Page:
By 1975, when North Vietnamese troops finally prevailed in unifying the country and establishing a communist state throughout, the United States had lost over 58,000 troops with hundreds of thousands wounded, disabled, and suffering from PTSD, illnesses from drug use and exposure to defoliants, and a society that had been ripped in half over the war. Many people emerged from the civil strife of the late 1960s and early 1970s believing that America had gone on the wrong track. Religious fundamentalism flourished. Inflation due at least in part to spending on the war spurred opposition to regulations, taxes both property and income, and “big government” in general. The massive peace movement was considered so disruptive that people widely believed the stories of military personnel being harassed at airports and spat upon by war protesters. Various members of the media, academia, and entertainment industries were accused of treason, most notably “Hanoi” Jane Fonda for her visit to North Vietnam and outspoken opposition to the war.


A general distrust of the establishment, particularly government and institutions like universities and organized religion, set in. The repeated supposed misrepresentations about the war that came from generals, politicians, and others in society sowed suspicion about government and other elite conspiracies. Even business leaders, scientists, and doctors came under closer scrutiny as revelations about pesticides, cigarettes, pollution, pharmaceuticals, nuclear reactors, and automobile safety took turns scandalizing the country. At the risk of sounding like R.E.M.’s “It’s the End of the World as We Know It (and I Feel Fine)” or Billy Joel’s “We Didn’t Start the Fire”, there was a great deal of material that could lead one to believe in noxious conspiracies during the Vietnam and post-Vietnam eras. Some of them, like Watergate, were even true.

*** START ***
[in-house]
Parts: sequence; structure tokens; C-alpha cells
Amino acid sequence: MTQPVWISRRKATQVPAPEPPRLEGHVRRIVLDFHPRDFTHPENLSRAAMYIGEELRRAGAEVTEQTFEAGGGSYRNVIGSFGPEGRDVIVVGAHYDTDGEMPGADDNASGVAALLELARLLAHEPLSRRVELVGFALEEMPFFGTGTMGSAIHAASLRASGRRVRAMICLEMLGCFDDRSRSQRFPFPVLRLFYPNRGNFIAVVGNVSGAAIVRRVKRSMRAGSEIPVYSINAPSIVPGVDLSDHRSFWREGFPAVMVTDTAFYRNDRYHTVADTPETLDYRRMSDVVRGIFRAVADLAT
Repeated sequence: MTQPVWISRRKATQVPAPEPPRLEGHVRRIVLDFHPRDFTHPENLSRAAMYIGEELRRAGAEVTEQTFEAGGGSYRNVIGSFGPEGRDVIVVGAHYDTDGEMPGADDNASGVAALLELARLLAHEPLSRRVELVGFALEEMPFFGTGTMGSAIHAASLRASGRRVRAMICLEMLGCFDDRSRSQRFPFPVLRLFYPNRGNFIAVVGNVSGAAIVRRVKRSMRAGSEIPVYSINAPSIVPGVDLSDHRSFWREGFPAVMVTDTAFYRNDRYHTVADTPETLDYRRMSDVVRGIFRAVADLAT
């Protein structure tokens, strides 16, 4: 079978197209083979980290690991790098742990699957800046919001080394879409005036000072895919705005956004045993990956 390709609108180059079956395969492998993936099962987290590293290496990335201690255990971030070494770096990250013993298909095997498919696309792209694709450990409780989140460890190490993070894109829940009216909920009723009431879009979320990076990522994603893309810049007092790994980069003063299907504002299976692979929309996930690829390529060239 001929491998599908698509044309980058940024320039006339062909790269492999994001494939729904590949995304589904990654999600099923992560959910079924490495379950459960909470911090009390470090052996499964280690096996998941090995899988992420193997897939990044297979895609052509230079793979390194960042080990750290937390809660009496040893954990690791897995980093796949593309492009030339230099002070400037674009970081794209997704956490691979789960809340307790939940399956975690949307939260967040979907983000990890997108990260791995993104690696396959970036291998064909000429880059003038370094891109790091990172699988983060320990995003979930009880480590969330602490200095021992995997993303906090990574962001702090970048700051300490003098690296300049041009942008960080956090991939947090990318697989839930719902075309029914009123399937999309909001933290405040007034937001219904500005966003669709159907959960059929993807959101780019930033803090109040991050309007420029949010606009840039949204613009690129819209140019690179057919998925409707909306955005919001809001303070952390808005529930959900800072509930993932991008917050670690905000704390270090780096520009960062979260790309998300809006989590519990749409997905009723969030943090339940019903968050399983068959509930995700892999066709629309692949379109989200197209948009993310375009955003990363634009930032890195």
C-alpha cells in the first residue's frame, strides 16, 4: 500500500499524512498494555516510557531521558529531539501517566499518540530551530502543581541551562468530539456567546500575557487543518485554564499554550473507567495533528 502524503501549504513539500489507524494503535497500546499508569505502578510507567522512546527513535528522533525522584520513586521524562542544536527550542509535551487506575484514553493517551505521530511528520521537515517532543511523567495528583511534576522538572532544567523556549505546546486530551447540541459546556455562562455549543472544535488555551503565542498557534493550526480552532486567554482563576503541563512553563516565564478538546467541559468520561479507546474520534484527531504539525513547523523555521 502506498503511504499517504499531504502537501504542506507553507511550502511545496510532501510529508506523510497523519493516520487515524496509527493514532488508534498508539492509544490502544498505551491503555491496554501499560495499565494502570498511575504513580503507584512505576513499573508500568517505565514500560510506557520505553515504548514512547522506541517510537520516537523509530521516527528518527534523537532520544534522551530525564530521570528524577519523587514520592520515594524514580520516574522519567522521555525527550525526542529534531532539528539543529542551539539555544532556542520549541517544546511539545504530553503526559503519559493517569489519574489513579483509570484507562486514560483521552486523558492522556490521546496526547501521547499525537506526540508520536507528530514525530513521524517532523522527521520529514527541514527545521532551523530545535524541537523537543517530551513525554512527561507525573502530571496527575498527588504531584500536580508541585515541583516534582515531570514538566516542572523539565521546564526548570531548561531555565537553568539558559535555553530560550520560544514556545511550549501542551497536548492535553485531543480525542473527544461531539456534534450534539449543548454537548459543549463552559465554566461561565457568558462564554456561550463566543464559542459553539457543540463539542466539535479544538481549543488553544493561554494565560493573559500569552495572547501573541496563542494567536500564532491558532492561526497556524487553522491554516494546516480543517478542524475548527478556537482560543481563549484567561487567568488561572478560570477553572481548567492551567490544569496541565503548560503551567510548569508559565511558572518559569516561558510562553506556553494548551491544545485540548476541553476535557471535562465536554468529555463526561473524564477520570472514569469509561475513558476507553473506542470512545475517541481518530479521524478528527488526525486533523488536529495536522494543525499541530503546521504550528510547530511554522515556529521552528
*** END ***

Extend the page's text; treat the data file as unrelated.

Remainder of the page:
Those of us who did not experience this time period will never fully grasp the turbulence, combustibility, and fierce questioning of that milieu, zeitgeist, or whatever one wants to call it. But, Martin definitely did. He went to college at Northwestern a rather typical American who opposed the communists and came out a skeptic, a conscientious objector to the war, and a deliberate questioner of assumed political and social realities. Thus, Martin may love the ideal of American democracy, the “melting pot”, and equality, but he has no illusions about how much America lives up to those ideals. All of it was fodder for his writings.